In this exclusive interview with MMA Nation Senior Editor Luke Thomas, UFC welterweight Johny Hendricks talks about reconnecting with coach John Smith and the Oklahoma State wrestling team as well as the desire to get back to wrestling more in his fights. This time, however, he doesn't want to be the villain. All he wants is to be the winner.
At Oklahoma State, Johny Hendricks was nearly unbeatable. The NCAA Division I wrestler won two national titles, three Big 12 titles and four All-American honors. Even in his senior year where he lost to Mark Perry in 2007 in the finals, he walked into that bout with a record of 56-0.
Hendricks is certainly accomplished in MMA and the UFC, but has yet to achieve that standout, elite status in the ultra-stacked UFC welterweight division. He's only suffered one loss, a surprising and tough defeat at the hands of Rick Story, but hasn't fulfilled the promise his NCAA wrestling career foretold.
At UFC 133, Hendricks will fight in his ninth fight under the Zuffa banner and seventh in the UFC, yet, is competing on the undercard. Worse, his opponent, Mike Pierce, is widely-regard among insiders as a bull capable of giving even the most elite welterweights difficulty, yet carries little to promotional name value. It's a test for Hendricks as a fighter and a potential disaster for him as box-office attraction.
But if you let Hendricks tell it, that's why things have changed for him. He no longer lives in Las Vegas. He's still with Team Takedown, but is closer to his Oklahoma State roots. He's also realized that despite all of his many wins, he believes he must get back to his wrestling, but with one caveat: he doesn't want to be the villain again. Hendricks claims he wants to make his mark through dominant victories over credible opposition, one at a time, until there's no one left to fight.
Johny Hendricks: I'm doing wonderful, how are you doing tonight?
Luke Thomas: I'm good, sorry about all the mix up we had in getting you here so I appreciate getting time out to speak with us tonight.
Johny Hendricks: No worries, morning after, it didn't really matter. Thank you for having me though.
Luke Thomas: No worries. Johny, let me ask you though. Before we get into your fight with Mike Pierce, which I think is a dangerous and very important fight in your career, talk to me to what extent - and if it hasn't had a big one then tell me it hasn't had a big one - to what extent has the UFC insurance policy impacted your life?
Johny Hendricks: I was on a business insurance type thing but now it's easier to get stuff checked out knowing that I don't have to worry about the co-pay or those kind of things. I don't have to worry about that I don't get injured at the workout facility. Those things are really huge. It's playing a huge factor right now because look at a lot of the fighters, they don't have that luxury and they're getting injured in training. That's the fight part. You don't get injured that much in the fight. It's leading up to the fight.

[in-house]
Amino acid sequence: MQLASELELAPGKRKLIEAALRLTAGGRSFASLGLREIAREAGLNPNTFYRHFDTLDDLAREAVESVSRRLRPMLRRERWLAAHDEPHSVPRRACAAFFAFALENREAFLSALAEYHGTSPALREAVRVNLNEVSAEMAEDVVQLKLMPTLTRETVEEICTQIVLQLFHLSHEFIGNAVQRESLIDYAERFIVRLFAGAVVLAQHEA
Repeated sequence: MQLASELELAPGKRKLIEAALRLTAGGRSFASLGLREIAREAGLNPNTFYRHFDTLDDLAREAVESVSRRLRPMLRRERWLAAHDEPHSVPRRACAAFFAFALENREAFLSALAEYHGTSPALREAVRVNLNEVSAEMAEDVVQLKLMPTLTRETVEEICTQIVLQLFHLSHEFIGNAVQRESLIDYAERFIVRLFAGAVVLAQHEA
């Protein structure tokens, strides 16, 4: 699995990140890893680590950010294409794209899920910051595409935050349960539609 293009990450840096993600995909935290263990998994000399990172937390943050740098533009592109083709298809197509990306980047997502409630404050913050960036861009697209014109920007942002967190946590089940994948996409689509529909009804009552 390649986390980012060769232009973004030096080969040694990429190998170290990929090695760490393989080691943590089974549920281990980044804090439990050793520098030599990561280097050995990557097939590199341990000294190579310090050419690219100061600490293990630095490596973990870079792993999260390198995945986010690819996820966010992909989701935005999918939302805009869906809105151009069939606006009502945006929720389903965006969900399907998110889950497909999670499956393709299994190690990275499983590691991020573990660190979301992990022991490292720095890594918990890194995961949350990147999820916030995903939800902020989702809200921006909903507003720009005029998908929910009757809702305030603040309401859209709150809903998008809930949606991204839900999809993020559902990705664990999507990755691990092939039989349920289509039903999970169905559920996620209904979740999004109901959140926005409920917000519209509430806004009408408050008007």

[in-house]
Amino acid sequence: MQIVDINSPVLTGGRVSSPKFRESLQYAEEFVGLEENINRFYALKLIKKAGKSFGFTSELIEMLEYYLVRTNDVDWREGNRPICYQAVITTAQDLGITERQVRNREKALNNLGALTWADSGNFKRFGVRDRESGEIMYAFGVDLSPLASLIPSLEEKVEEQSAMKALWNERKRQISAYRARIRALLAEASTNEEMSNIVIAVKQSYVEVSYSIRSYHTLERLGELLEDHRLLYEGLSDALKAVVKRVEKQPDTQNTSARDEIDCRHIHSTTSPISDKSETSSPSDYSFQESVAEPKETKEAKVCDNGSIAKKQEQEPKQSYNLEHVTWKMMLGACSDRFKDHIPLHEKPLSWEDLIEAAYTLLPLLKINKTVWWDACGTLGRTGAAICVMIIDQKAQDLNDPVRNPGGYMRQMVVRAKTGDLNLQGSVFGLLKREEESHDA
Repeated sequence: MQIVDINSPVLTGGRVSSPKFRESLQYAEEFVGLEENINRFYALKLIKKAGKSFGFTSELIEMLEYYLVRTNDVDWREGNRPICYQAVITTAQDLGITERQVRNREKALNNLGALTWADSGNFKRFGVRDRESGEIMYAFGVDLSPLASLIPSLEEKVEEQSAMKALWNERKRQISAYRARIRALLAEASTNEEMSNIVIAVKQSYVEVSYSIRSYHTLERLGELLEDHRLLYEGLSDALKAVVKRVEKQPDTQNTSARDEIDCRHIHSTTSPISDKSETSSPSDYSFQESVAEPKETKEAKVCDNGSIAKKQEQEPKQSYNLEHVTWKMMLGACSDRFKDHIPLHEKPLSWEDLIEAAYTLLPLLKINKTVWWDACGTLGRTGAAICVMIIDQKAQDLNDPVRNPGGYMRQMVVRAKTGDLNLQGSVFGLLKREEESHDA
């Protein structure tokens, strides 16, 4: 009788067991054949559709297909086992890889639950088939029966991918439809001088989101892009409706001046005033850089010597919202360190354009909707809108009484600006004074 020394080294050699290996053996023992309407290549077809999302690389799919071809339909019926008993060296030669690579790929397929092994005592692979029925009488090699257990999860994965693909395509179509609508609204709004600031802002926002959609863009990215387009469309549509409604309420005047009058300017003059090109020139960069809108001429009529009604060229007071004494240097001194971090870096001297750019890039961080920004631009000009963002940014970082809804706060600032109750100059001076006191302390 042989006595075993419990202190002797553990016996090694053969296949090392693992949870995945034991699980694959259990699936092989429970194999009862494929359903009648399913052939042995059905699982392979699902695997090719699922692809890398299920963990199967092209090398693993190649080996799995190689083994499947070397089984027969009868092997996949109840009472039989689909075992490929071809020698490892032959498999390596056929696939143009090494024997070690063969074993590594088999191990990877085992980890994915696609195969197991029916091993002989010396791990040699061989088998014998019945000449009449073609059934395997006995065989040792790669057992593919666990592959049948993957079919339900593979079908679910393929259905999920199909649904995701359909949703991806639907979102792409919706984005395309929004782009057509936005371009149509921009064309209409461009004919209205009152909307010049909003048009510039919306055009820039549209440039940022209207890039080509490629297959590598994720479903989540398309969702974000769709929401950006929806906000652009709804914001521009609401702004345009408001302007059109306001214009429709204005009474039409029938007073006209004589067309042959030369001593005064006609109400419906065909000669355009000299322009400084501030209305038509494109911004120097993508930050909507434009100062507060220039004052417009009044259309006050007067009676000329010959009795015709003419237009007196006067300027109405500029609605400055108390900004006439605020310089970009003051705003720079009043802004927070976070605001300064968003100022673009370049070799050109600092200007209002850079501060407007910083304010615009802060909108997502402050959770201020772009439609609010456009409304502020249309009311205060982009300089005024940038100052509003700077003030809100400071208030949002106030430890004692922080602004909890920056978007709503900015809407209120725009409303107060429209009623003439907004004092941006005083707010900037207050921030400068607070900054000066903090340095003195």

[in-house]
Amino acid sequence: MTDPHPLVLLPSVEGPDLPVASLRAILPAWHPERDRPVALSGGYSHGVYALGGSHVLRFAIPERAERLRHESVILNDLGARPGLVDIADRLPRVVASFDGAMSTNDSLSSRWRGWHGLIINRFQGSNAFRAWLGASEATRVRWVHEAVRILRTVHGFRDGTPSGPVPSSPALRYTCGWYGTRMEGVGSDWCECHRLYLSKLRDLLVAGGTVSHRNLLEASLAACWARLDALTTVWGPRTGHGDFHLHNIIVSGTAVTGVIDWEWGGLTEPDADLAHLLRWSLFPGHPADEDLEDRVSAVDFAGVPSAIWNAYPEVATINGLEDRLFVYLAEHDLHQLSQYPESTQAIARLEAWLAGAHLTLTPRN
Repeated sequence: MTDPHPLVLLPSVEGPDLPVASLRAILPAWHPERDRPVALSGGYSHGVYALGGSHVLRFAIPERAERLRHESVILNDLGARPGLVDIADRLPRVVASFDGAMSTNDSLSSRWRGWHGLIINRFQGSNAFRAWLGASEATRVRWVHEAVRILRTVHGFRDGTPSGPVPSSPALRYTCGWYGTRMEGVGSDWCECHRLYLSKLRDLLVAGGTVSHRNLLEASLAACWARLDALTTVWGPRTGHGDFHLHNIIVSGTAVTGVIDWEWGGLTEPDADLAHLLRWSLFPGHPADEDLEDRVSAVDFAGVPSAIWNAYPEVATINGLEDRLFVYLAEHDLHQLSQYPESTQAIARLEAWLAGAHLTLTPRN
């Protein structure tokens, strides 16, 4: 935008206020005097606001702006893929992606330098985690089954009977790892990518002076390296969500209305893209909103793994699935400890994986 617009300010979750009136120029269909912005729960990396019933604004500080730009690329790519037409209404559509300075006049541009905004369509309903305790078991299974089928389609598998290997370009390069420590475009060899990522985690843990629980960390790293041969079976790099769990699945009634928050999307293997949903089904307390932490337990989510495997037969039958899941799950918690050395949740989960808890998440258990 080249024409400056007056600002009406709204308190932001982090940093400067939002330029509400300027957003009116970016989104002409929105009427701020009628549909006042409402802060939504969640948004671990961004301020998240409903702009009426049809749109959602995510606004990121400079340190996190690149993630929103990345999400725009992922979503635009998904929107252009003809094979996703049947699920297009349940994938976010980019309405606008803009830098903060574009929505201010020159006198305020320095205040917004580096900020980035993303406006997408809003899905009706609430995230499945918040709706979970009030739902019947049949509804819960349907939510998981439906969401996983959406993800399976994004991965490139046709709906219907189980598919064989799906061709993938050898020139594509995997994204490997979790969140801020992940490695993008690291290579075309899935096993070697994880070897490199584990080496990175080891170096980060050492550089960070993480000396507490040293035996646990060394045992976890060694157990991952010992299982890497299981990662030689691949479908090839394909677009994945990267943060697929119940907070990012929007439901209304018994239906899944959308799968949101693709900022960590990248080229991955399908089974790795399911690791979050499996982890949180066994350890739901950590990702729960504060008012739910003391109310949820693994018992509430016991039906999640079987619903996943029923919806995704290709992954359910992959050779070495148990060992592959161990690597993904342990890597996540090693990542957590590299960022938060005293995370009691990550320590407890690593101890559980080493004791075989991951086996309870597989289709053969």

Luke Thomas: Do you get injured in MMA or more when you were training for wrestling?
Johny Hendricks: Probably wrestling because what we had to do when we were injured is tough it out. You had to wrestle every weekend and at Oklahoma State, we were always against some of the toughest opponents out there. One time I shot a broad head and split three fingers open and I still had to wrestle. I split three fingers open and still had to wrestle because we couldn't allow for me to be out of the line up. Here if you get hurt, you can try and take a couple days off to let it heal but if you can't and it happens within three weeks, you only get one shot every three or four months to prove you're worthy to be in the UFC. If you get injured and go out there and have a horrible performance and you get beat, who's to say you're still gonna be around to prove that was just a bad night?
Luke Thomas: Do you believe there is any - I don't have any quantitative evidence but I have a hunch - that the UFC's insurance, while a blessing for all the fighters, do you believe it is impacting fighters being more willing to withdraw from fights because they're doing much more inventorying of their own injuries?
Johny Hendricks: You know, I don't think so. What I think is that a lot of fighters are starting to train that much harder. Look at the UFC, you've got so many fighters. Look at the card I'm on, it's stacked. Everyone is known on that card and they've been around for a while. Here they are sitting here training their butts off. If it's a little bitty injury, I don't think that's gonna play any factor in it. I think now if you tear up your knee and you're like "man it's hard to walk", they might go in there and get it checked. They shouldn't fight on that. Or they dislocate their elbow and they're not gonna be healed 100% going into the fight. I think that's what it is. It's like I said before, if you lose a fight and you're not supposed to lose it, who's to say you'll be around for the next one?